Green Sea Turtle

Green Sea Turtle

October 20, 2015
Heidi Rockney and Karen Wu
Green Sea Turtle (Chelonia mydas) swimming

Photo: "Green Turtle (Chelonia mydas)" by Bernard Dupont is licensed under CC BY-SA 2.0

Name: Green Sea Turtle (Chelonia mydas)
Order: Turtles (Testudines)
Family: Sea Turtles (Cheloniidae)

What they look like

  • With a length of 28 to 60 inches and weight of up to 450 pounds, green sea turtles are some of the largest turtles around.
  • Their smooth upper shell can be gray, green, brown, or black and their lower shell is yellowish white.
  • Males are larger than females and have longer tails.

Where they live

  • Green sea turtles are found in subtropical and tropical oceans worldwide, including the Pacific, Atlantic, and Indian oceans.
  • Their preference for warmer waters, those above 20°C, is due to their sensitivity to cold and heat.
  • Males spend their entire lives out at sea, while females only come out of the water to lay eggs.

What they eat

  • Adult green sea turtles are strict plant eaters and spend much of their time eating algae in the ocean or grass in shallow waters.
  • However, young green sea turtles are also able to eat jellyfish, worms, snails, sponges, and crabs.


  • Every 2 to 3 years, females travel to the same beach they were born to lay their eggs.
  • She digs a deep nest using her back legs.
  • Lays 100 to 200 eggs, and covers her nest with sand.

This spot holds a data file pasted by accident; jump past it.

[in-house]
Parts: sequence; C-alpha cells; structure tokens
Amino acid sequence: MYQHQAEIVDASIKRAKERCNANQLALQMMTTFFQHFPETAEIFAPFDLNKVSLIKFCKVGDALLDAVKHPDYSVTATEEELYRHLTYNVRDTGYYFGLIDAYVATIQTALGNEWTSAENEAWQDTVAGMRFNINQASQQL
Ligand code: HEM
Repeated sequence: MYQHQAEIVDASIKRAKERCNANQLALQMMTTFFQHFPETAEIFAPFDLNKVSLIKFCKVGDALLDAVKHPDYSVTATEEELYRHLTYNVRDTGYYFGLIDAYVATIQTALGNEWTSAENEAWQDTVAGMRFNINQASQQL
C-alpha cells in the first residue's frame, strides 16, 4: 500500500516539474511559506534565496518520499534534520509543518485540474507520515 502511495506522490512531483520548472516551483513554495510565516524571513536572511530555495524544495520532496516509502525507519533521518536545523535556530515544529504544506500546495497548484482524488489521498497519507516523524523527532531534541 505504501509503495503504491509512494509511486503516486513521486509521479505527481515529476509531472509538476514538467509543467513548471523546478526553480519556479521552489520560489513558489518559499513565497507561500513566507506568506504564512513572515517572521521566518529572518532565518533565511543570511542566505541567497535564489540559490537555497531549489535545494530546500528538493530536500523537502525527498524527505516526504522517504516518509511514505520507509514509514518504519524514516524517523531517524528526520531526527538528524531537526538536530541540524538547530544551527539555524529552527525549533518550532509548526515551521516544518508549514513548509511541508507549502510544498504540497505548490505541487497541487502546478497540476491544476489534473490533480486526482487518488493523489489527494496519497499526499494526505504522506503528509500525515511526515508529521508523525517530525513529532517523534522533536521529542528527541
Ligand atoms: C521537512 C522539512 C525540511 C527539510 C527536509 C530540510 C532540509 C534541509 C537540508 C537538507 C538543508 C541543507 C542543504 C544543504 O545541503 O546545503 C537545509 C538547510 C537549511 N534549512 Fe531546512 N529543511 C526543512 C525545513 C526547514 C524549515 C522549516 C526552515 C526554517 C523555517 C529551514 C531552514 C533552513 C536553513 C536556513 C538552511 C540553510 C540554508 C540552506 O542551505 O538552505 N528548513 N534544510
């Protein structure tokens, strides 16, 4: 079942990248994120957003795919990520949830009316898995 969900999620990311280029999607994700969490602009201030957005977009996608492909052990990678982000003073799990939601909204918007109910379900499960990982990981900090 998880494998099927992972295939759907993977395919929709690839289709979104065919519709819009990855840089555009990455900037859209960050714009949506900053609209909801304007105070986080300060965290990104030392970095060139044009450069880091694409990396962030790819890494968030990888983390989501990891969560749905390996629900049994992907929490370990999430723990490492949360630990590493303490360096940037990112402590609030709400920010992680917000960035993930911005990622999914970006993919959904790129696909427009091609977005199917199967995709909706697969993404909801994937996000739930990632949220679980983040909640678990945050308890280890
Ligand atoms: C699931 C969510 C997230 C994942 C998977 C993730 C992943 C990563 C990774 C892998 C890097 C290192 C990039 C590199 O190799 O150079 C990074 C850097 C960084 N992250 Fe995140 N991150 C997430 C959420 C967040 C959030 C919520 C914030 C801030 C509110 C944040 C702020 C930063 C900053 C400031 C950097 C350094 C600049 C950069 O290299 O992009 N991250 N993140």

• The young hatch after about 2 months and head straight for sea.

Cool Biology Facts

  • Some female green sea turtles have been observed digging a fake nest next to their real nest in order to deceive predators who might want to eat the eggs.
  • Green sea turtles have been known to travel 3,000 miles at speeds of up to 15 miles per hour!


  • Green sea turtles are considered an endangered species. Their main threats include loss of nesting habitat due to coastal development and hunting for their meat, hides, and eggs.

Explore more of the Amphibians & Reptiles of Washington or check out All About Amphibians.

Explore Similar Stories

Northern Red-legged Frog

What happens if I kiss a frog? Will I get warts if I touch a frog or toad? 

Placeholder for Columbia Spotted Frog.

Thought to hibernate in mud under water, there has been evidence that Columbia Spotted Frog actually move around under the ice in winter.

Photo of a Northern Rubber Boa snake

Northern rubber boas often curl up into a ball when threatened, looking like a ball of rubber and perhaps a reason for their name.

Back to Top